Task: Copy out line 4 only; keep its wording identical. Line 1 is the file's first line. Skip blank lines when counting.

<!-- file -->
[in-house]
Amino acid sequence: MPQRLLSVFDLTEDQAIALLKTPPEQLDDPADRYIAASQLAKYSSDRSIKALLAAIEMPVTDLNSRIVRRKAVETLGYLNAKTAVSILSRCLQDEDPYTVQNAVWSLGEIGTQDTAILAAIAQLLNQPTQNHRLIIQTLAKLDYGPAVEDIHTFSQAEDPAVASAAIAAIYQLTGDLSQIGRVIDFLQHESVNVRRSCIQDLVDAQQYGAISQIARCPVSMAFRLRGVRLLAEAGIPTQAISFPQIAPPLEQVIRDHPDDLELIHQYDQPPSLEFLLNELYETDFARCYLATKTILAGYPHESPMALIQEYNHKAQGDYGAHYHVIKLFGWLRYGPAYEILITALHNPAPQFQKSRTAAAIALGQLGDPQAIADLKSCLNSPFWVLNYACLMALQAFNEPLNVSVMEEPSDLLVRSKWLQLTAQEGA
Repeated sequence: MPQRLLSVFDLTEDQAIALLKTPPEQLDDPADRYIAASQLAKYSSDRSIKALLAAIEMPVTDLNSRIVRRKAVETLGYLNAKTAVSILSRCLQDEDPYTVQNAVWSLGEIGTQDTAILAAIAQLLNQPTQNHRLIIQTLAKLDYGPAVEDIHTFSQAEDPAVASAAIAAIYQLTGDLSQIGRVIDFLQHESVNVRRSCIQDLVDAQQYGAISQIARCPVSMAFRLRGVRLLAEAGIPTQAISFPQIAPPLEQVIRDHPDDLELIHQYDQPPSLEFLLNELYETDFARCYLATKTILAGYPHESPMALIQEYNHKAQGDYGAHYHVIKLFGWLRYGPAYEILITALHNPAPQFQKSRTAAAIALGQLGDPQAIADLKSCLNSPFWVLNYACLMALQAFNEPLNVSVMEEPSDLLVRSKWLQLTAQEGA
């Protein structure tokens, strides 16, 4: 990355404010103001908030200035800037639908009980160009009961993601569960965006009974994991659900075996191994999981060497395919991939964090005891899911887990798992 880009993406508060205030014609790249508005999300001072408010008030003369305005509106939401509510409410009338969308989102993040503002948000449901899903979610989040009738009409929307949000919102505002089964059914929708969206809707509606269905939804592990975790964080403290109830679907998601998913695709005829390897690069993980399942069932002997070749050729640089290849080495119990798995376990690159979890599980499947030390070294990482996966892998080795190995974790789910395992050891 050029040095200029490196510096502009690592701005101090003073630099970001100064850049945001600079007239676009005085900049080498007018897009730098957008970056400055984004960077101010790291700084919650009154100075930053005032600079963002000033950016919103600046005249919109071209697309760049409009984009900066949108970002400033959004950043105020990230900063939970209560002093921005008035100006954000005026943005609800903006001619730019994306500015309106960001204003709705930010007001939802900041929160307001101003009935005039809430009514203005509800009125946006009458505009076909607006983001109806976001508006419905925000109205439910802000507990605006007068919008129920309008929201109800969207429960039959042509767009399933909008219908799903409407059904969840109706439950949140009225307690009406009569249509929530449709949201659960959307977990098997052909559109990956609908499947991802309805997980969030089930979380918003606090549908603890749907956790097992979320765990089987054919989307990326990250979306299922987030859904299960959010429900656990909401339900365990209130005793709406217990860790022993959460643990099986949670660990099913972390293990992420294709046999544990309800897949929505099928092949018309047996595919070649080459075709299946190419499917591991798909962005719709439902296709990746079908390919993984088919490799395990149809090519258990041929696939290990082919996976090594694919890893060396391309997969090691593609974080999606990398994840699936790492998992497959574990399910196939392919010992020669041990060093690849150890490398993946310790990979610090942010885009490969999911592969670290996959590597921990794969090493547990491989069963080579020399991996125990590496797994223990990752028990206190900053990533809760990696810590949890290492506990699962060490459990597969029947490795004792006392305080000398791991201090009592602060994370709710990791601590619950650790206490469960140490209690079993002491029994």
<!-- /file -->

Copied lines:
């Protein structure tokens, strides 16, 4: 990355404010103001908030200035800037639908009980160009009961993601569960965006009974994991659900075996191994999981060497395919991939964090005891899911887990798992 880009993406508060205030014609790249508005999300001072408010008030003369305005509106939401509510409410009338969308989102993040503002948000449901899903979610989040009738009409929307949000919102505002089964059914929708969206809707509606269905939804592990975790964080403290109830679907998601998913695709005829390897690069993980399942069932002997070749050729640089290849080495119990798995376990690159979890599980499947030390070294990482996966892998080795190995974790789910395992050891 050029040095200029490196510096502009690592701005101090003073630099970001100064850049945001600079007239676009005085900049080498007018897009730098957008970056400055984004960077101010790291700084919650009154100075930053005032600079963002000033950016919103600046005249919109071209697309760049409009984009900066949108970002400033959004950043105020990230900063939970209560002093921005008035100006954000005026943005609800903006001619730019994306500015309106960001204003709705930010007001939802900041929160307001101003009935005039809430009514203005509800009125946006009458505009076909607006983001109806976001508006419905925000109205439910802000507990605006007068919008129920309008929201109800969207429960039959042509767009399933909008219908799903409407059904969840109706439950949140009225307690009406009569249509929530449709949201659960959307977990098997052909559109990956609908499947991802309805997980969030089930979380918003606090549908603890749907956790097992979320765990089987054919989307990326990250979306299922987030859904299960959010429900656990909401339900365990209130005793709406217990860790022993959460643990099986949670660990099913972390293990992420294709046999544990309800897949929505099928092949018309047996595919070649080459075709299946190419499917591991798909962005719709439902296709990746079908390919993984088919490799395990149809090519258990041929696939290990082919996976090594694919890893060396391309997969090691593609974080999606990398994840699936790492998992497959574990399910196939392919010992020669041990060093690849150890490398993946310790990979610090942010885009490969999911592969670290996959590597921990794969090493547990491989069963080579020399991996125990590496797994223990990752028990206190900053990533809760990696810590949890290492506990699962060490459990597969029947490795004792006392305080000398791991201090009592602060994370709710990791601590619950650790206490469960140490209690079993002491029994």